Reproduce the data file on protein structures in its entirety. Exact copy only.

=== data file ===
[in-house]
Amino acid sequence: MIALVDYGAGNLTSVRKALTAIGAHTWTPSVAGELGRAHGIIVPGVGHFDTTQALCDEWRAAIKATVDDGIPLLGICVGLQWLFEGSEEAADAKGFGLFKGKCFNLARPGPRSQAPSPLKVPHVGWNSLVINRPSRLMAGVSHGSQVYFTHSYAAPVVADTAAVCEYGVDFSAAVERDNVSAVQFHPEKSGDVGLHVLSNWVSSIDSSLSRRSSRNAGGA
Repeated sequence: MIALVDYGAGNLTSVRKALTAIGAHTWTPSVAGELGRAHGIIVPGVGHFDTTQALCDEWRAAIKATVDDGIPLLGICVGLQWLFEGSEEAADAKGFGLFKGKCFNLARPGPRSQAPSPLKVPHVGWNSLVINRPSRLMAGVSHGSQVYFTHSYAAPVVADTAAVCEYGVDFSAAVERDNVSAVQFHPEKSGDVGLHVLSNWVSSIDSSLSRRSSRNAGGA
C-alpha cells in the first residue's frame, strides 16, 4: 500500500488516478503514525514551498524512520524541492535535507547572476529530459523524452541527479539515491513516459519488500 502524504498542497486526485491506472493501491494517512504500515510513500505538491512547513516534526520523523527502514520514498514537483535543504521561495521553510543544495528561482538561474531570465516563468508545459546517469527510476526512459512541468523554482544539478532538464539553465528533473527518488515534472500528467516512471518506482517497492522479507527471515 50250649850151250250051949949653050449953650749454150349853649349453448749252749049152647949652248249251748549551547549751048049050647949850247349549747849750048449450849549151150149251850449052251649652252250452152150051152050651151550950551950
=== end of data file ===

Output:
[in-house]
Amino acid sequence: MIALVDYGAGNLTSVRKALTAIGAHTWTPSVAGELGRAHGIIVPGVGHFDTTQALCDEWRAAIKATVDDGIPLLGICVGLQWLFEGSEEAADAKGFGLFKGKCFNLARPGPRSQAPSPLKVPHVGWNSLVINRPSRLMAGVSHGSQVYFTHSYAAPVVADTAAVCEYGVDFSAAVERDNVSAVQFHPEKSGDVGLHVLSNWVSSIDSSLSRRSSRNAGGA
Repeated sequence: MIALVDYGAGNLTSVRKALTAIGAHTWTPSVAGELGRAHGIIVPGVGHFDTTQALCDEWRAAIKATVDDGIPLLGICVGLQWLFEGSEEAADAKGFGLFKGKCFNLARPGPRSQAPSPLKVPHVGWNSLVINRPSRLMAGVSHGSQVYFTHSYAAPVVADTAAVCEYGVDFSAAVERDNVSAVQFHPEKSGDVGLHVLSNWVSSIDSSLSRRSSRNAGGA
C-alpha cells in the first residue's frame, strides 16, 4: 500500500488516478503514525514551498524512520524541492535535507547572476529530459523524452541527479539515491513516459519488500 502524504498542497486526485491506472493501491494517512504500515510513500505538491512547513516534526520523523527502514520514498514537483535543504521561495521553510543544495528561482538561474531570465516563468508545459546517469527510476526512459512541468523554482544539478532538464539553465528533473527518488515534472500528467516512471518506482517497492522479507527471515 50250649850151250250051949949653050449953650749454150349853649349453448749252749049152647949652248249251748549551547549751048049050647949850247349549747849750048449450849549151150149251850449052251649652252250452152150051152050651151550950551950